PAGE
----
Join Johanna Baker-Dowdell and her personal insights as she interviews Dr Robin Morrow AM.
When I met Dr Robin Morrow it was like meeting an older version of my bookworm self.
Dr Morrow, who founded The Children’s Bookshop in Sydney, was holidaying in Tasmania, but made some time to meet me at Launceston Library, a venue we both thought fitting.
I was interviewing Dr Morrow ahead of International Children's Book Day, but our conversation extended beyond that topic to her appointment as the Australian representative on the International Board of Books forYoung People (IBBY) and the importance of books and reading for children.
She told me it was now as important as ever for children to have books.
"Tactile paper books are important, especially for babies and toddlers. They need to have the drama of turning the pages and examining the end papers,” Dr Morrow said.
|Image credit: Paul Scrambler, published in the Examiner 30 March 2019.|
"We have to fight to retain librarians in schools and the libraries people have access to so every kid has access to books."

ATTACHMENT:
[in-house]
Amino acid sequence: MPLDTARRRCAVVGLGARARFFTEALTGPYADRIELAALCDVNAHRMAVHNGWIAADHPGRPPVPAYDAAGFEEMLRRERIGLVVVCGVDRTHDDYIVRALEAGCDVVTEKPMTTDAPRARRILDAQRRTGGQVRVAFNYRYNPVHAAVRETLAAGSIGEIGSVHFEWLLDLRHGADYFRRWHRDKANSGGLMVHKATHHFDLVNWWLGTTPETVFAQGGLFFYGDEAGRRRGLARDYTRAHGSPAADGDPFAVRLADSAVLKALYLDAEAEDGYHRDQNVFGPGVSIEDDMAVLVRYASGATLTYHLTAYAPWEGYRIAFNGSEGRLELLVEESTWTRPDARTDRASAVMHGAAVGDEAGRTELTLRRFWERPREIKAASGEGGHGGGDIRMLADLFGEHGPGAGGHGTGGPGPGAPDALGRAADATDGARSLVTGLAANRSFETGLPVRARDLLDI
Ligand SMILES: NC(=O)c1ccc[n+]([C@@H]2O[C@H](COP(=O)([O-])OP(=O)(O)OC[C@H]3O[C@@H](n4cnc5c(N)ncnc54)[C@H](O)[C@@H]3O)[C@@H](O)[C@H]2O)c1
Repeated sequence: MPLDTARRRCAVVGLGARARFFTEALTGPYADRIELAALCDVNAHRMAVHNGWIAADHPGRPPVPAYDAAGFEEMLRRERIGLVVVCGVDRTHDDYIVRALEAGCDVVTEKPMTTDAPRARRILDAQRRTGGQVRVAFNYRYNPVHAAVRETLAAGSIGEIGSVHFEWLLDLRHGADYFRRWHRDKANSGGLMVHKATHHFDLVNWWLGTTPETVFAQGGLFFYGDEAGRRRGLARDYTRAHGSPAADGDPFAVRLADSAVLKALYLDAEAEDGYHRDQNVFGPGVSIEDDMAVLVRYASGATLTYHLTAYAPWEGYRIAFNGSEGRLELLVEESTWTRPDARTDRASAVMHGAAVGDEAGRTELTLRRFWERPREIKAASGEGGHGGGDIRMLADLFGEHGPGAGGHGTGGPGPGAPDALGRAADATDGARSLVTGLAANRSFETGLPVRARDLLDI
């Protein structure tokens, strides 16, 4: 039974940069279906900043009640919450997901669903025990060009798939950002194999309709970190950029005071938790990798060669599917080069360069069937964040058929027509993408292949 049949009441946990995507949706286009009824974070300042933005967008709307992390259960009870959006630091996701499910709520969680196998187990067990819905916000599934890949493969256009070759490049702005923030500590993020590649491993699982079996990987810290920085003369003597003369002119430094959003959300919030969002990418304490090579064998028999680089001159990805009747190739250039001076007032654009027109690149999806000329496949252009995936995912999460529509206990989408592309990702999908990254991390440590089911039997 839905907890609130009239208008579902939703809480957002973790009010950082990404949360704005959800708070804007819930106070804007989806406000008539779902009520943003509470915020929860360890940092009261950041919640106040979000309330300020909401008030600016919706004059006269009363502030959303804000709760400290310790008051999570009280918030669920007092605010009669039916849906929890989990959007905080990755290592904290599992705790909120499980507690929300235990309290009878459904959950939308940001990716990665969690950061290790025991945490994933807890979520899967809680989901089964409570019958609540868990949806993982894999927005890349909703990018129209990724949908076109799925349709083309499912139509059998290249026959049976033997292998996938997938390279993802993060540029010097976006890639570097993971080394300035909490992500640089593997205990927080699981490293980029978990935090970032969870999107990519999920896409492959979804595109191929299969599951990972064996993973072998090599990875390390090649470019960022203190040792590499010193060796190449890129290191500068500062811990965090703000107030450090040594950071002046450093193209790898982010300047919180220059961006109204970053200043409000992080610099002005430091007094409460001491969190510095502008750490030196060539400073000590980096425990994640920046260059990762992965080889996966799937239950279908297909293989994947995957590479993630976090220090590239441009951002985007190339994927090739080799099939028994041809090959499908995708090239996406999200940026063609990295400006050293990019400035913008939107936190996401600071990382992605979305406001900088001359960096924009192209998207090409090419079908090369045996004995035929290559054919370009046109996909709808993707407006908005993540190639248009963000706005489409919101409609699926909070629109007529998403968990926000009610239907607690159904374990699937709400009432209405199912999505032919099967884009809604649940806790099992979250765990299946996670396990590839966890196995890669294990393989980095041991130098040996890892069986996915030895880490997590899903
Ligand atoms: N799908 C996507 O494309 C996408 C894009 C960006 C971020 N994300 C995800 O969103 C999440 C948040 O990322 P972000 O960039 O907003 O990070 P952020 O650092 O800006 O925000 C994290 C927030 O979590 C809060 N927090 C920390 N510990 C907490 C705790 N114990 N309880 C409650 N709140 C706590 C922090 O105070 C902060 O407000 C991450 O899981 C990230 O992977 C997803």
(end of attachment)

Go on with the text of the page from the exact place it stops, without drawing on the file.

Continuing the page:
Dr Morrow also told me how IBBY Australia helped pay for library vans that could drive on rubble to visit children not allowed to go outside after the 2011 in Japan.
"They went in with librarians and storytellers to the children and it was the most wonderful thing. They even got children to tell them their favourite book that they had lost, because they'd lost everything, and they would try to get the actual book to that place. It's goosebumpy stuff.”
She is the first Australian IBBY judge for the Hans ChristianAnderson Award since Dr Maurice Saxby in the 1980s.
I mentioned my grandmother, who was a teacher librarian and involved with the NSW Education Department before she retired, had spoken about Dr Saxby when I was younger.
This led us on a different trail, in which I discovered Dr Morrow knew my grandmother well, as both had worked on different sides of the book industry in Sydney.
Working as a journalist in a smallish regional city in a small state means it is likely I will interview people I know, or who know my family, but it was a thrill to meet someone who held my grandmother in such high esteem.
Dr Morrow's own love of books started when her mother read to her as a child, but it was an "amazing English teacher" who fired up the passion for her future career.
"My theory is behind every keen book person there is someone. Sometimes it will be a bookseller or a librarian or a teacher or an aunt or a grandparent; somebody who just gives books, or drags you into the library,” she said.
For me this person was my grandmother.
By the time we finished talking I felt like I’d gained a great aunt as well as a kindred book spirit.
Johanna is a journalist and author of the book Business & Baby on Board.